White Hurricane by David G Brown

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Jan C. Nielsen

Member
Today, I got my copy of this book, and I've just started to read it. There are some rather gruesome pictures of sailors washed up on the beach. David says:

Scores of frozen bodies washed onto the beaches of southeastern Lake Huron. They were found both huddled together and alone. Some appeared to have struggled, while others were composed and serene . . . the beach held one gruesome discovery after another. Sometimes, a stretch of beach would be cleared of bodies only to have new ones appear as the waves brought them to shore.

The "White Hurricane" clocked winds of more than 80 miles an hour. Interestingly, David quotes from the Cleveland Press on pages 210-211, as follows:

Greed

Just one more trip --- just a little fatter dividend -- just a hundred or so seamen floating dead in the lakes.

Children are fatherless and newmade widows are thrust out into the world to wring from it a hard living because rich vesselmen are willing to imperil the lives of their employees in the name of greed.

All of the world knows that death lurks upon the Great Lakes in November. None know it better than the boat owners, but their boats are insured.

So nine great Cleveland vessels are lost or missing and 168 members of their crews have died.

The November dividend has been paid, in coin of human life and suffering.


David also mentions that Great Lakes captains received performance bonuses, and thus, had the incentive to undertake risky November voyages.

Here again (as in Titanic's story), safety is unnecessarily secondary to profit.

It looks like most of the "White Hurricane" ships were lost on Lake Huron, but there were quite a few on Lake Superior, according to a map in the book --- only several on Lake Michigan, and none on Lake Ontario.

He explains that wind speeds increase over water, and "steer" down the lakes with greater velocity.

I just started reading "White Hurricane" and, as such, I haven't got into reading about the stories of the individual ships . . . and the development of the storm -- I'm looking forward to that. So far, it looks like a really interesting book. I recommend it.
 
David G. Brown

David G. Brown

RIP
Jan -- Thanks a million for buying my book. I'll be looking forward to your comments when you have completed reading it.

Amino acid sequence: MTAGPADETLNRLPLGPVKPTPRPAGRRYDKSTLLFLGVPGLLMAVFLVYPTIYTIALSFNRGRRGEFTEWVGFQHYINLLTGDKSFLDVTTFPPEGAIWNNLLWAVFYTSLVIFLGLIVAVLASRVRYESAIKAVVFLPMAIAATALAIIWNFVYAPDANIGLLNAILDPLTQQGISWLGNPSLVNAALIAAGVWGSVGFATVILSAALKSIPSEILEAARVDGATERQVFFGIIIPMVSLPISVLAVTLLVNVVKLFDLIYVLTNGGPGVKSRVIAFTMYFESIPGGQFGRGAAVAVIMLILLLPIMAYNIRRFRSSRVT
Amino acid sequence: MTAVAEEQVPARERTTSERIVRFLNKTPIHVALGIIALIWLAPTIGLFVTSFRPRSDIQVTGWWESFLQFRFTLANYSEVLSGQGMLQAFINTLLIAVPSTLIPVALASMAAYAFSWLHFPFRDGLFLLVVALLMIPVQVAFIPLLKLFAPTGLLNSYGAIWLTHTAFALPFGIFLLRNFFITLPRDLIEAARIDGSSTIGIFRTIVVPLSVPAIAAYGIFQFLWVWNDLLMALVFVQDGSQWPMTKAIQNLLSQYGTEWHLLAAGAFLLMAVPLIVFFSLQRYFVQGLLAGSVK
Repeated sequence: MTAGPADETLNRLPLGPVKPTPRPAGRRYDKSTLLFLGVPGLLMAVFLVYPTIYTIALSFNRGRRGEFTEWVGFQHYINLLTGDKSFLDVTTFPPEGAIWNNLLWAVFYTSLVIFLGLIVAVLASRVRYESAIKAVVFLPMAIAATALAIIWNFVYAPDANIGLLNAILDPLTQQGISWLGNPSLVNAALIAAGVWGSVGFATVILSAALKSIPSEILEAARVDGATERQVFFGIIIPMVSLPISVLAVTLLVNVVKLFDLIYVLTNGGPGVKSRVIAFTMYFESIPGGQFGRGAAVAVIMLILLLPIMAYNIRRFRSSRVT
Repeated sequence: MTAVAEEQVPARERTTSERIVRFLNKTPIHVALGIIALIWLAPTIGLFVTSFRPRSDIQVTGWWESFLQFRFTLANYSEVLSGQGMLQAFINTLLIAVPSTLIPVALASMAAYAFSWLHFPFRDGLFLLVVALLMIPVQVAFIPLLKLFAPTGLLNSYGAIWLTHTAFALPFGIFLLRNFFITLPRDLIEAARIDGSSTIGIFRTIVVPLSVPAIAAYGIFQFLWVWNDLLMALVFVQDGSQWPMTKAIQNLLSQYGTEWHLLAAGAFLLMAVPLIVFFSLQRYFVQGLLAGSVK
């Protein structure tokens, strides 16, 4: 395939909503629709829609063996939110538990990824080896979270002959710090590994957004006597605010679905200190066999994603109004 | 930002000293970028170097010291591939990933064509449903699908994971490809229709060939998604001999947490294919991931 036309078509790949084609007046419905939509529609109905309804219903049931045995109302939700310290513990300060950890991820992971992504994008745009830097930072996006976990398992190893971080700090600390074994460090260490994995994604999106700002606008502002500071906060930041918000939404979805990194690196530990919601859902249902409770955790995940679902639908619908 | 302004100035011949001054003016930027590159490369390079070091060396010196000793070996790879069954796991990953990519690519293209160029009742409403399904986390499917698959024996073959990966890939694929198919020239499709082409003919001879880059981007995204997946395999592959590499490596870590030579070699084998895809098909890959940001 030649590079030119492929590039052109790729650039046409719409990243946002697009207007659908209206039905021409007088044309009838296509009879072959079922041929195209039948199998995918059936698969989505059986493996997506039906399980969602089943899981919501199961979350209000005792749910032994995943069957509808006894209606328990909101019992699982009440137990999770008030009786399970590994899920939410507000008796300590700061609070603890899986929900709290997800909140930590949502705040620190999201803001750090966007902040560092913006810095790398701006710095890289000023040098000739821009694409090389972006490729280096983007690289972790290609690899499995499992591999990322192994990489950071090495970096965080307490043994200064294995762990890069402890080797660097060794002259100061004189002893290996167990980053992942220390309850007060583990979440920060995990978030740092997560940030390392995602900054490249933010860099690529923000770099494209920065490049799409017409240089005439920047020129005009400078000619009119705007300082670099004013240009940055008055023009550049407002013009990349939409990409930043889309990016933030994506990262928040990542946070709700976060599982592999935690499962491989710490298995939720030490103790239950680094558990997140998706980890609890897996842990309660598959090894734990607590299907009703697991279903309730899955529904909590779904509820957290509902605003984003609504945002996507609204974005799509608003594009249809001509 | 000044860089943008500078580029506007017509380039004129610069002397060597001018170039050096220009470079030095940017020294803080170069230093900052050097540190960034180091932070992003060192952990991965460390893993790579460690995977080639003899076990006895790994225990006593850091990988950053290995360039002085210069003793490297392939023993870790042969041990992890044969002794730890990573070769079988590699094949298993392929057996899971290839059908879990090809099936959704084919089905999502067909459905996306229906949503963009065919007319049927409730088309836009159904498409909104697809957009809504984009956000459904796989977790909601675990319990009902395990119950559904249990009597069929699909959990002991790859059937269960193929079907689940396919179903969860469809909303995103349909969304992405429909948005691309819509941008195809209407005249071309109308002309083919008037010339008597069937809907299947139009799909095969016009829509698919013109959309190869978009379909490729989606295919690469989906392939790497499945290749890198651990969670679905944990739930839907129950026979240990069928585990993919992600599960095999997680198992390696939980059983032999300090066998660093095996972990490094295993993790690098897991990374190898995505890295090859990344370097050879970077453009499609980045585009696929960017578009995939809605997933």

-- David G. Brown
 
Tracy Smith

Tracy Smith

Member
I looked for it this weekend at Barnes and Noble, but it hasn't turned up there yet. I will be buying it once I see it, though.
 
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Jan C. Nielsen

Member
Tracy,

I got mine at Barnes & Noble. It was just released. If it's not on the shelf tell them the name and the author, and they'll order it. The store I went to didn't require a deposit.

So far, I've gotten through the first couple of chapters, which are mainly about the Charles S. Price, a ship that capsized in the the storm. I enjoyed every minute of it.
 
Michael H. Standart

Michael H. Standart

Member
I'm about 2/3rds of the way through my copy, and if this account doesn't make anyone respect the sort of power packed by the Great Lakes, I don't know what will. Having said that much, there was one point in the commentaries I think needs to be addressed, to wit;

"Here again (as in Titanic's story), safety is unnecessarily secondary to profit."

While not entirely inaccurate, it suffers from the same problem of all half-truths in that it ignors the rest of the story, and is extremely simplistic. None of these conditions...the incentives, the risk taking etc. would exist if there wasn't a pre-existing demand to support it in the first place. The steel mills needed coal and steel, otherwise they would be shut down and thousands thrown out of work and needed wages. Also, quite a few isolated communities existed then on the Great Lakes which depened on these last late deliveries of food and fuel to get through the winter when re-supply would be virtually impossible. (The Regina's last voyage was made to do exactly that.)

The catch here is that when the storm was brewing, nobody had any real idea just how bad it would be until it was on top of them, and by then it was too late. Whether forecasting was in it's infancy and those living in that era did not have the benefit of knowing what we do now.

Cordially,
Michael H. Standart
 
David G. Brown

David G. Brown

RIP